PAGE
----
Note: this is a machine translation from the original Russian text The French extreme right have a new leader. Where did he come from and why? The party career of the new leader of the National Association, Jordan Bardell, is dizzying. At the age of 27, he led a party with a 50-year history that is known all over the world. It should be noted that he also received a party card as a schoolboy after watching the debates of Marine Le Pen and Jean-Luc Melenchon on TV in 2011, when he was 16 years old. Le Pen's leaflets were distributed only in a suit and tie. Mom was against it. Not against the content of the leaflets and not against the costume. It just happened mostly in Saint-Denis, a suburb where, let's say, it's better for whites not to go in the dark, and even more so with such ideas. It took several days to persuade my mother. By the way, Bardell likes to talk about how his mother is a kindergarten teacher, sometimes he had to count the days until his salary. At the same time, as a rule, he omits some nuances – such as, for example, that the lyceum where he studied was private, that is, paid, dad ran the company, and on his next birthday he received a Smart car as a gift. The career really developed at lightning speed. After distributing leaflets, he quickly became the head of the youth movement of the then National Front, and at the age of 21, Marin invited him to become the head of the party list in the elections to the European Parliament, and the "national front" then showed an impressive result. After the internal party elections, which Bardell won with a "Caucasian indicator" of 85 percent, many were surprised: the party seems to be a family one, the father founded it, the daughter continued, and Bardell, it turns out, is not the first Le Pen. Not really. Jordan is seriously courting Marine Le Pen's niece, and her dad, Philippe Olivier, is one of Marine's closest advisers. Well, the competitor in the pre-election battle was the mayor of Perpignan, Louis Alliot, a former companion of the hostess of the party. So the keys to the apartment would not have gone anywhere anyway. This is the end of the gossip column review. Why is all this done? Formally, Le Pen, who is 54 years old – not the retirement age at all – announced that she would like to focus on leading the National Unification faction (BUT) in parliament. After the historic victory – and now we have 89 deputies – this is one of the most serious factions in the National Assembly, and it is really logical to take advantage of the situation and squeeze maximum benefits out of it. But this is the first version. But others seem no less logical. The second is to continue the work on changing the image of the party. At any cost to get away from the image of the fascist and everything connected with it. Marin herself has already managed to fix a lot of things that Dad did in his time, who did not get out of the courts. As a result, she reached the second round of the presidential election and won a major victory in the parliamentary elections. Now, in order to get as far away from the cliche as possible, a new young face appears. In addition, Bardella loves to go on TV channels, where he is invited with pleasure, and in social networks he is generally his own person. The third version is that Marin decided to play the mise en scene of "good and bad policemen". Her doctrine is neither with the left nor with the right, we are on our own, we are above the fray. Therefore, Le Pen herself is always cautious when it comes to alliances, coalitions or agreements. Bardella is known for his views "to the right of the right". He was once friends with Frederic Chatillon, the leader of the far-right, almost racist student movement GUD, which was even dissolved. In his speeches, Bardell does not hesitate to talk about "the demographic bias that is observed everywhere in France," meaning that non-indigenous French are in the majority here and there. It is worth noting here that the ideology of National Unification is based on two main themes: immigration and national identity. The latter means that a French passport in your pocket does not mean anything yet, but roots mean everything. And if Marin is considered more of a defender of the first theory, then Jordan is inclined to defend identity. That is, he intends to fight the problem of the influx of foreigners who not only want to, but are already in France. In his first speech, he noted that the party needs a program "Patriotic Suburbs", which will cover education, entrepreneurship, culture, transport, housing and everything in general. Since 2023, he has been launching a new platform for training party cadres. Hence the fourth version. All these slogans, only in a more radical interpretation, were voiced during the presidential campaign by Eric Zemmur, a scandalous publicist who adheres to extreme right-wing views. He finished the fight for the Elysee Palace in fourth place, gaining 7 percent of the vote. It is unlikely that he will go to the next election, but two and a half million voters should not be missed. And here is just a new young and extreme right. However, more mature party colleagues believe that "if we become radicalized, we are finished. We will find ourselves back in the 80s, when we talked only about national identity." The main question that arises after the change of the party leadership is: "Who will now go to the presidential elections in 2027"? Bardell reassured the audience as follows: "Marine Le Pen has stated that she will run only in exceptional circumstances. But to lead a faction with 89 deputies is exceptional circumstances." What is it? Experienced party members also believe that Jordan needs to gain weight by winning some local elections, because now he is little known to anyone. The whole south of France is voting for National Unification, so there will be no big problems, and let the presidential ambitions ripen for now. "80 percent came to the party because of Marine Le Pen, so he doesn't even have his own team in the NO," say seasoned party members. "We will replace Macron," Bardell said nevertheless. But he did not specify who "we" were. It's a little early yet.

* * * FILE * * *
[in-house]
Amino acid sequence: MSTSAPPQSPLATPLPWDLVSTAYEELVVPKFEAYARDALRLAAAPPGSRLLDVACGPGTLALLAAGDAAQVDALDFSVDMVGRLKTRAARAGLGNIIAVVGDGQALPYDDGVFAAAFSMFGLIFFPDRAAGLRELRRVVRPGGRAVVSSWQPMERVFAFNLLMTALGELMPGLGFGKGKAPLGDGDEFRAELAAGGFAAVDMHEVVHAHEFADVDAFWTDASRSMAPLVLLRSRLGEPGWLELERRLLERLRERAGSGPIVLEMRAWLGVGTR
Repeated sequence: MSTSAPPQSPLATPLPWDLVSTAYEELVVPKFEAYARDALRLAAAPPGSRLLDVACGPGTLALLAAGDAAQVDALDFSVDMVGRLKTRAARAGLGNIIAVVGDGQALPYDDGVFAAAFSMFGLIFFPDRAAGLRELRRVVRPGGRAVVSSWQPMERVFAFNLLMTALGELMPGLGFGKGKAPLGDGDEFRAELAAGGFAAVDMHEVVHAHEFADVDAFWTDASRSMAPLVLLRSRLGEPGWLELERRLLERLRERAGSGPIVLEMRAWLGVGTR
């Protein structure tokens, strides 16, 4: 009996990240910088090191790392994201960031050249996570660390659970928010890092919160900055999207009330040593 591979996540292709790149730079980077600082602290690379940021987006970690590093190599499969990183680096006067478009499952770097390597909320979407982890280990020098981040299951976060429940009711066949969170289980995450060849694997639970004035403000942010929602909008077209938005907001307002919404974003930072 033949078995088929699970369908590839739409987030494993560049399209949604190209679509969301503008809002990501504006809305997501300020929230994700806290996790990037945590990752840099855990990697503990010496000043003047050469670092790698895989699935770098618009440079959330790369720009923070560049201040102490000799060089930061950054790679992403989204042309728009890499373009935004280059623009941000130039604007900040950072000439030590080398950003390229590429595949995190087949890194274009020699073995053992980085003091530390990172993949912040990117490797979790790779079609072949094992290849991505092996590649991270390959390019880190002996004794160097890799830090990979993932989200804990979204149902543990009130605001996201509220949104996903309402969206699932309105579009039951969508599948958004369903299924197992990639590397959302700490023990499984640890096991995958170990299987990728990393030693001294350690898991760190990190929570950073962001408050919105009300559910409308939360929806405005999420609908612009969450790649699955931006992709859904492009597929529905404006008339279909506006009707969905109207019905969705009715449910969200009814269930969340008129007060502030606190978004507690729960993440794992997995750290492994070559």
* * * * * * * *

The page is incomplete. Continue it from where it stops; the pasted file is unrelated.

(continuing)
Truss is gone